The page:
How a Bad Money Experience Inspired One Entrepreneur to Develop a Roommate-Rating App Chillow co-founder Stephen Rankin discusses the launch of this real estate platform.

By Entrepreneur Staff

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In this ongoing series, we are sharing advice, tips and insights from real entrepreneurs who are out there doing business battle on a daily basis. (Answers have been edited and condensed for clarity.)

Who are you and what's your business?
My name is Stephen Rankin. I am the co-founder of Chillow, a mobile app that's available on IOS and the Google Play Store. We provide a platform for roommates to find a place to live and also provide the ability for people to review, rank and endorse current and former roommates. Our algorithm allows renters to be matched based on location and lifestyle choices. We also partner with property management companies to reduce tenant turnover and fill complex vacancies.

Related: It's Never Too Late to Launch Your Dream, Say These Skincare Entrepreneurs

What inspired you to create this business?

In 2010, two roommates and I had an unfortunate experience with our fourth roommate, who was responsible for turning in the rent each month. Instead of paying it to our apartment complex, they went to Las Vegas and lost it gambling. We were evicted and forced to cover the costs of finding a new place to live. At that time I thought, why isn't there somewhere I can review what my living experience was like with this individual so that others are aware and someone else isn't wronged? I kept the idea for 8 years before putting it into action, starting a business, and developing a mobile app.

What has been your biggest challenge and how did you pivot to overcome it?

A big challenge we faced came when we paid a freelance developer $35,000 upfront for the contracted work, and later found out that they weren't following through on what their commitment. I pivoted by hiring an intern to document the mistakes and track the lack of progress. From there I was able to allocate a new developer to take over and fix what had been done wrong.

Rankin with his wife and co-founder Alexis Rankin after winning the Boise Startup Week competition in 2020.

What advice would you give entrepreneurs looking for funding?

Look for investors who have participated in your field. But before you start having those conversations, make efforts towards a seed round, a crowd-funding round, or friends and family raising. One thing that will greatly benefit you is if your business is making revenue before you speak to investors.

Related: You Don't Have to Be a Business Owner to Think Like an Entrepreneur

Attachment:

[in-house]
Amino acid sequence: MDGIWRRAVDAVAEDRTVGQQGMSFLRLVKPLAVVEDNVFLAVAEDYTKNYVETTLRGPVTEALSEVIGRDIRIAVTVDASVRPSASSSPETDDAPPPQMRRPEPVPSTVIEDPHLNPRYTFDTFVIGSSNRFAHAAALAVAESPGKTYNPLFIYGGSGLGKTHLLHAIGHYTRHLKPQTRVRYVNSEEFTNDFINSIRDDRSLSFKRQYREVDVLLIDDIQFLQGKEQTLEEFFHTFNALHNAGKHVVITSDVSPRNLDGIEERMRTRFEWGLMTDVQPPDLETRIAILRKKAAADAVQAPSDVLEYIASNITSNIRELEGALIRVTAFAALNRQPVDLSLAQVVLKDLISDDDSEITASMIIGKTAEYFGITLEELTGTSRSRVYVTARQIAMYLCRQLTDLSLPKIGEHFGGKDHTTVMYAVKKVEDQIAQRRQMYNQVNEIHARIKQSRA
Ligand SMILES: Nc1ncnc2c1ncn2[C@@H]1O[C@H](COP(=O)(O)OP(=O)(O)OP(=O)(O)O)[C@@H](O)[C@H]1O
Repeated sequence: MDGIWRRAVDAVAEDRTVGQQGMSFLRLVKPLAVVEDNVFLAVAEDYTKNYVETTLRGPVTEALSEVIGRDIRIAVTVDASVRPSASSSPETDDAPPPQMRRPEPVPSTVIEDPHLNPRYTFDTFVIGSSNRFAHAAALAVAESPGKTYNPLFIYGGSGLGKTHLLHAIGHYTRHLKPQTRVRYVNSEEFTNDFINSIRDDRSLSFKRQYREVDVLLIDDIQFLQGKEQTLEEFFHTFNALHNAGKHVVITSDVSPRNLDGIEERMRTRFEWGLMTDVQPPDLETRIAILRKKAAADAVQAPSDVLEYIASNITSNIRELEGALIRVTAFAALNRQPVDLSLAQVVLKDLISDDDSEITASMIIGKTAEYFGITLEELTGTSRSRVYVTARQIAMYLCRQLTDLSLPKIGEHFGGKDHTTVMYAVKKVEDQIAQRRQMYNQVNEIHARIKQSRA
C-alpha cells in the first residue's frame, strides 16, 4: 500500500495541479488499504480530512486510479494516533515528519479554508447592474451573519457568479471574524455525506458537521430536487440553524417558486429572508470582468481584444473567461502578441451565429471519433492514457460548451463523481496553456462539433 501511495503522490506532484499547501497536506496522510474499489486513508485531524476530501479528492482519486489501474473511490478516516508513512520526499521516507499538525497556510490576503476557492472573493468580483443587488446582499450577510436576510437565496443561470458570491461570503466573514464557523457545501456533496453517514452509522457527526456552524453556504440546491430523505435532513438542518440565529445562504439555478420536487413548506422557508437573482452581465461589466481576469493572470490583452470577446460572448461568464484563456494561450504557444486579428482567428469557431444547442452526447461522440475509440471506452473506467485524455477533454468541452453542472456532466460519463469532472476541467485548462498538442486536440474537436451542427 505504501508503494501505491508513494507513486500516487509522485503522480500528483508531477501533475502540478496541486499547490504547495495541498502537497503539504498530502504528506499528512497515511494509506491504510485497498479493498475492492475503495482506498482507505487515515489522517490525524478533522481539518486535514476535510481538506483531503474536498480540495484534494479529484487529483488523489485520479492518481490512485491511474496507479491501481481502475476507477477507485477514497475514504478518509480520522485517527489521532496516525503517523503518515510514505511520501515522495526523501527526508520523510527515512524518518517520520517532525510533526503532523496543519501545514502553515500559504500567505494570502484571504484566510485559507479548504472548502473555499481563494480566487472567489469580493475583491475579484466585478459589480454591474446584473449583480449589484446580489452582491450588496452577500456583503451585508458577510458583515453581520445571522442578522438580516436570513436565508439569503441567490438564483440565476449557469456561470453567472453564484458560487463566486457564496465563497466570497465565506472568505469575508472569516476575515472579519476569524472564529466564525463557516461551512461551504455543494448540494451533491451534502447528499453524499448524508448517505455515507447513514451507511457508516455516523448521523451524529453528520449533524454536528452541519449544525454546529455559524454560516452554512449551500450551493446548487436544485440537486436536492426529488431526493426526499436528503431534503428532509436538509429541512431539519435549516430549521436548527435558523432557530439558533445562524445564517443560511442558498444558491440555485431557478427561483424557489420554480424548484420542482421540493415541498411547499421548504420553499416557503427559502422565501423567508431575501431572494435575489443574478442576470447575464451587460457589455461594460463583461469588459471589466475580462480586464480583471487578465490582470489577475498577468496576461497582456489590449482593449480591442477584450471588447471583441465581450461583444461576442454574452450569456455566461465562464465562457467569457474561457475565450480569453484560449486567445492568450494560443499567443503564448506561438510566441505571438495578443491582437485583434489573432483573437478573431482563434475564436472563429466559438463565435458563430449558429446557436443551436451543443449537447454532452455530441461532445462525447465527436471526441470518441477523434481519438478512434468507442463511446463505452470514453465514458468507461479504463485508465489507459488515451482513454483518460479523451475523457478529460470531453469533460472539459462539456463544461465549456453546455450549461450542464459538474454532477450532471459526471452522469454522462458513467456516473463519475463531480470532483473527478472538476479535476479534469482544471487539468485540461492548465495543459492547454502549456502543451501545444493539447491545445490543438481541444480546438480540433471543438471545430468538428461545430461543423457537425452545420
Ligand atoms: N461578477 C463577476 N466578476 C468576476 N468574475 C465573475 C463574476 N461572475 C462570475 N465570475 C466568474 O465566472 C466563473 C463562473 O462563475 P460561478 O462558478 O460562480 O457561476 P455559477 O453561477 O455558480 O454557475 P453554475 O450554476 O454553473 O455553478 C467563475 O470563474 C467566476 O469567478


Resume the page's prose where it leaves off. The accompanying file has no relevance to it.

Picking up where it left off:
What does the word "entrepreneur" mean to you?

Ideally, being your own boss and creating a life by design, not living a life by default. Creating a product/service that benefits others. Growing the business to the point where you can step away and have it run efficiently. If not, you're an employee of the company you started. I've also considered an entrepreneur to be someone who is an active go-getter. They set their mind to achieving something and have zero distractions in accomplishing their goal.

What is something many aspiring business owners think they need that they really don't?

Many aspiring business owners think they need their idea to be a secret. You do not need to keep your idea a secret. Share your idea with others, gather their feedback, and gauge whether your product/service is something that others find beneficial. In the process, you may uncover your market.

Is there a particular quote or saying that you use as personal motivation?

"It is easy to be pleasant when life flows by like a song, but the man worthwhile is the one who will smile when everything goes dead wrong. For the test of the heart is trouble, and it always comes with years, and the smile that is worth the praises of earth is the smile that shines through the tears." — Ella Wheeler Wilcox.

There will be good days and bad when you embark on your career journey. You cannot appreciate one without the other. This quote is a testament to that and I've read it many times when times are tough.

Related: Forget a Business Plan. Here's All You Really Need to Launch, According to This Art Book Entrepreneur.

Entrepreneur Staff

Entrepreneur Staff


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